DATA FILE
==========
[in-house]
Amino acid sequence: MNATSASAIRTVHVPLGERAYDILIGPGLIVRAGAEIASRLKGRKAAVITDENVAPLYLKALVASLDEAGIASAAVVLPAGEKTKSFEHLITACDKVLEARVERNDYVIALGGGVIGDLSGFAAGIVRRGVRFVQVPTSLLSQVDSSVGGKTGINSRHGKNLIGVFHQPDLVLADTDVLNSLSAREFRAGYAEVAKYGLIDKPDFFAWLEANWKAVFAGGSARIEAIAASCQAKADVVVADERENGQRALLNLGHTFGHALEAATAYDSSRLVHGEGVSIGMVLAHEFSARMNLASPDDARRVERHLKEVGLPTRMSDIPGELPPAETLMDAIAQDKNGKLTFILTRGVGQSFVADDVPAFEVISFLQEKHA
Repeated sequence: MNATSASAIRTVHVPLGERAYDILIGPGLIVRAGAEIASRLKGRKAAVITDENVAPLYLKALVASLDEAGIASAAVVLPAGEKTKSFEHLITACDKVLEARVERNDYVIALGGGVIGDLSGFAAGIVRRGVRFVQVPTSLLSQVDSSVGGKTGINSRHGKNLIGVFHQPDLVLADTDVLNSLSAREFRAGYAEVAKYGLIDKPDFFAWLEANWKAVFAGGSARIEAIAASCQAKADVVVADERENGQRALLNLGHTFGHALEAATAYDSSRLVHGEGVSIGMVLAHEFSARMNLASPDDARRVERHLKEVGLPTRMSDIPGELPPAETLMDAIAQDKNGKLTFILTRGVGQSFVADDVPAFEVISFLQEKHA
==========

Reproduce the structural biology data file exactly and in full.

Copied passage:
[in-house]
Amino acid sequence: MNATSASAIRTVHVPLGERAYDILIGPGLIVRAGAEIASRLKGRKAAVITDENVAPLYLKALVASLDEAGIASAAVVLPAGEKTKSFEHLITACDKVLEARVERNDYVIALGGGVIGDLSGFAAGIVRRGVRFVQVPTSLLSQVDSSVGGKTGINSRHGKNLIGVFHQPDLVLADTDVLNSLSAREFRAGYAEVAKYGLIDKPDFFAWLEANWKAVFAGGSARIEAIAASCQAKADVVVADERENGQRALLNLGHTFGHALEAATAYDSSRLVHGEGVSIGMVLAHEFSARMNLASPDDARRVERHLKEVGLPTRMSDIPGELPPAETLMDAIAQDKNGKLTFILTRGVGQSFVADDVPAFEVISFLQEKHA
Repeated sequence: MNATSASAIRTVHVPLGERAYDILIGPGLIVRAGAEIASRLKGRKAAVITDENVAPLYLKALVASLDEAGIASAAVVLPAGEKTKSFEHLITACDKVLEARVERNDYVIALGGGVIGDLSGFAAGIVRRGVRFVQVPTSLLSQVDSSVGGKTGINSRHGKNLIGVFHQPDLVLADTDVLNSLSAREFRAGYAEVAKYGLIDKPDFFAWLEANWKAVFAGGSARIEAIAASCQAKADVVVADERENGQRALLNLGHTFGHALEAATAYDSSRLVHGEGVSIGMVLAHEFSARMNLASPDDARRVERHLKEVGLPTRMSDIPGELPPAETLMDAIAQDKNGKLTFILTRGVGQSFVADDVPAFEVISFLQEKHA